Cholesterol and Lipoproteins
Cholesterol is not all bad — it’s a necessary part of our body chemistry. We get it from two sources; our body produces it in our liver, which accounts for about seventy-five percent of what we have, and the other twenty-five percent comes from what we eat. It’s only found in the animal foods we consume.
All cholesterol is combined with proteins and phosphate to make lipoproteins. Lipoproteins are the carriers for fat and cholesterol in our bloodstream. Since blood is a water-based medium, it’s necessary to have a substance that can transport fat and cholesterol (which has solubility characteristics similar to fat) in the bloodstream. There are four types of lipoproteins:
Chylomicrons — These transport dietary cholesterol to the liver for processing and are the dominant type of lipoprotein following a fatty meal.
VLDL (Very Low Density Lipoprotein) — After the fat has been removed by the liver, this is the remnant of the chylomicron.
LDL (Low-Density Lipoprotein) — This is formed in the liver and is the primary carrier of cholesterol to the cells of the body. It’s the primary source of buildup of fatty deposits and cholesterol in the arteries, especially the coronary arteries. This is the BAD cholesterol and the more that’s in your blood, the greater your chance of coronary heart disease.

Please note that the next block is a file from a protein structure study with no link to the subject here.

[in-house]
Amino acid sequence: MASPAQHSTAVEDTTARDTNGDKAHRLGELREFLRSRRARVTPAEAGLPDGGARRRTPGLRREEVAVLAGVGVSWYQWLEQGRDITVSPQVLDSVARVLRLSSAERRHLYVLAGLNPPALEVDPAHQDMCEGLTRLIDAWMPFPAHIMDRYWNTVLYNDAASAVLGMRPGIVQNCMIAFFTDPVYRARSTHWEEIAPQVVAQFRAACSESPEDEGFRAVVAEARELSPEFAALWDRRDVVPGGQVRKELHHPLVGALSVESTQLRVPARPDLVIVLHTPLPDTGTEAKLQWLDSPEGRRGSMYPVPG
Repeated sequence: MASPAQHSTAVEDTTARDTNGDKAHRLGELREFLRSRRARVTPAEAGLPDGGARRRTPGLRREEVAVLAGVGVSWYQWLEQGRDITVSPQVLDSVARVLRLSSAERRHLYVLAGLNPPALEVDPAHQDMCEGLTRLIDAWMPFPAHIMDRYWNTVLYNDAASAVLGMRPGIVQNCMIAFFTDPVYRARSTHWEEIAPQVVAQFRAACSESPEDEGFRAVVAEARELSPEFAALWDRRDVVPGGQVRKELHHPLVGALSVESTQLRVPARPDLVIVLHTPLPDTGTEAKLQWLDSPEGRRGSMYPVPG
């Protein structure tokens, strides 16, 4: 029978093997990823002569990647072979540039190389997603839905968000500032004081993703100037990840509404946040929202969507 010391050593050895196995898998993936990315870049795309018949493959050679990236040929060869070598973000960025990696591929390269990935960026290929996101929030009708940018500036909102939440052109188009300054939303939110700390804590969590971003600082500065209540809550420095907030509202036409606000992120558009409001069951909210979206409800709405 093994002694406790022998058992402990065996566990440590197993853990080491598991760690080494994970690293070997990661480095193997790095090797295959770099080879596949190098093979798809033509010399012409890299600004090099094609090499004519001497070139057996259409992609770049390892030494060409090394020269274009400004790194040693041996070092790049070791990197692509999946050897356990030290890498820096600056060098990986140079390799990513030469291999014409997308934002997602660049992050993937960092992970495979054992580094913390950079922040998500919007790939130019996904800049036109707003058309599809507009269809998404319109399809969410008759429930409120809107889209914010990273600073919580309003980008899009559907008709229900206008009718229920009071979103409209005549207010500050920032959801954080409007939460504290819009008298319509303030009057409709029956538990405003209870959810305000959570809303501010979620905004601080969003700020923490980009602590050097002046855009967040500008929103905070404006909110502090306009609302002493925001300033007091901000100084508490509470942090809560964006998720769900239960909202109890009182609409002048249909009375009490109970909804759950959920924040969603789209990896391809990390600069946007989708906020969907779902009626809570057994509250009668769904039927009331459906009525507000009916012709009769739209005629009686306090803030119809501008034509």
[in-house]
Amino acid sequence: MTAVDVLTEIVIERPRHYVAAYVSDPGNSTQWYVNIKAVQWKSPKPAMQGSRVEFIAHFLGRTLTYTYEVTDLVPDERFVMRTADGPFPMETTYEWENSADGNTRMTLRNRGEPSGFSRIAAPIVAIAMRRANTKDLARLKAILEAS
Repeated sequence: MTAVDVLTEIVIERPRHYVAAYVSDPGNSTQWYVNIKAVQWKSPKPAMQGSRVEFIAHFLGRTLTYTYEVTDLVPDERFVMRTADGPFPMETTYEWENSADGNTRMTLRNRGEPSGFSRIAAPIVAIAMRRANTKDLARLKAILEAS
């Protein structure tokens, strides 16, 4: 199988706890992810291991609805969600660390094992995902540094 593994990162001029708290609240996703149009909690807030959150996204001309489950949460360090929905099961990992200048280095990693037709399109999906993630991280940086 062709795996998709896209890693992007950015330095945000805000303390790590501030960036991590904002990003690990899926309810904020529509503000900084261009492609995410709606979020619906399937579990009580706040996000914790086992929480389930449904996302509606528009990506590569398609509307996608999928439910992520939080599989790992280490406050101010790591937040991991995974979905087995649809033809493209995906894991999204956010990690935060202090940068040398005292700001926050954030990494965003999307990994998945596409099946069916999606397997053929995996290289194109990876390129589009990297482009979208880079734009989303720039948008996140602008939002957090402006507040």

HDL (High-Density Lipoprotein) — This is the GOOD cholesterol. It carries cholesterol from parts of the body to the liver, where it’s removed from the body. HDL helps the body get rid of cholesterol, thereby reducing the buildup in arteries. The higher one’s HDL, the better.
Triglycerides — Another form of fat in our body is a triglyceride. It consists of three fatty acid molecules attached to a sugar alcohol called glycerol. Well over ninety percent of the fat in our body is in the form of triglycerides, including all that’s stored in our fat cells. Lipoproteins transport most fat in the form of triglycerides. A high triglyceride number is linked to coronary artery disease in some people.